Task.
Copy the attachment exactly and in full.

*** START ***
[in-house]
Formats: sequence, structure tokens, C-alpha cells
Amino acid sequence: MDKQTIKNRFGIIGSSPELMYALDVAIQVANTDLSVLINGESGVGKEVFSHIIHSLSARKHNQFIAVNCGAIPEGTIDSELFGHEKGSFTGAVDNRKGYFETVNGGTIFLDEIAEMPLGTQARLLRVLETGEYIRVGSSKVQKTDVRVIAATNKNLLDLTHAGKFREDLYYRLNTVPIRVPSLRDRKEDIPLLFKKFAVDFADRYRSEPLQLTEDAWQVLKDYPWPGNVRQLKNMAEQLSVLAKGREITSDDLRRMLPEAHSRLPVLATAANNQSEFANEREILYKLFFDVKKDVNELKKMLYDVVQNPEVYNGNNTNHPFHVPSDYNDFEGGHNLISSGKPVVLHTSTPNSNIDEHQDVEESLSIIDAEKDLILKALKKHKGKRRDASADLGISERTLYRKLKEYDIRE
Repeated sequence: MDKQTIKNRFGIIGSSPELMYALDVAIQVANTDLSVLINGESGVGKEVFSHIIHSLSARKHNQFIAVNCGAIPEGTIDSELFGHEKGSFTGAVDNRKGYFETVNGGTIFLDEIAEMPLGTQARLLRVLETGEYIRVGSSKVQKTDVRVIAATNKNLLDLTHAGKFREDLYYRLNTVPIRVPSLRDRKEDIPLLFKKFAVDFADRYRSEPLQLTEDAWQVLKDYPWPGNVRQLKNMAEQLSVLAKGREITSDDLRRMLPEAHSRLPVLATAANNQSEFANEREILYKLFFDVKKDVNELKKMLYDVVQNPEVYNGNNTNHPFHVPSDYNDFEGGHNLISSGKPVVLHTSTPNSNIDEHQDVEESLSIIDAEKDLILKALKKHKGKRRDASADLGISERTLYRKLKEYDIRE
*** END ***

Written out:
[in-house]
Formats: sequence, structure tokens, C-alpha cells
Amino acid sequence: MDKQTIKNRFGIIGSSPELMYALDVAIQVANTDLSVLINGESGVGKEVFSHIIHSLSARKHNQFIAVNCGAIPEGTIDSELFGHEKGSFTGAVDNRKGYFETVNGGTIFLDEIAEMPLGTQARLLRVLETGEYIRVGSSKVQKTDVRVIAATNKNLLDLTHAGKFREDLYYRLNTVPIRVPSLRDRKEDIPLLFKKFAVDFADRYRSEPLQLTEDAWQVLKDYPWPGNVRQLKNMAEQLSVLAKGREITSDDLRRMLPEAHSRLPVLATAANNQSEFANEREILYKLFFDVKKDVNELKKMLYDVVQNPEVYNGNNTNHPFHVPSDYNDFEGGHNLISSGKPVVLHTSTPNSNIDEHQDVEESLSIIDAEKDLILKALKKHKGKRRDASADLGISERTLYRKLKEYDIRE
Repeated sequence: MDKQTIKNRFGIIGSSPELMYALDVAIQVANTDLSVLINGESGVGKEVFSHIIHSLSARKHNQFIAVNCGAIPEGTIDSELFGHEKGSFTGAVDNRKGYFETVNGGTIFLDEIAEMPLGTQARLLRVLETGEYIRVGSSKVQKTDVRVIAATNKNLLDLTHAGKFREDLYYRLNTVPIRVPSLRDRKEDIPLLFKKFAVDFADRYRSEPLQLTEDAWQVLKDYPWPGNVRQLKNMAEQLSVLAKGREITSDDLRRMLPEAHSRLPVLATAANNQSEFANEREILYKLFFDVKKDVNELKKMLYDVVQNPEVYNGNNTNHPFHVPSDYNDFEGGHNLISSGKPVVLHTSTPNSNIDEHQDVEESLSIIDAEKDLILKALKKHKGKRRDASADLGISERTLYRKLKEYDIRE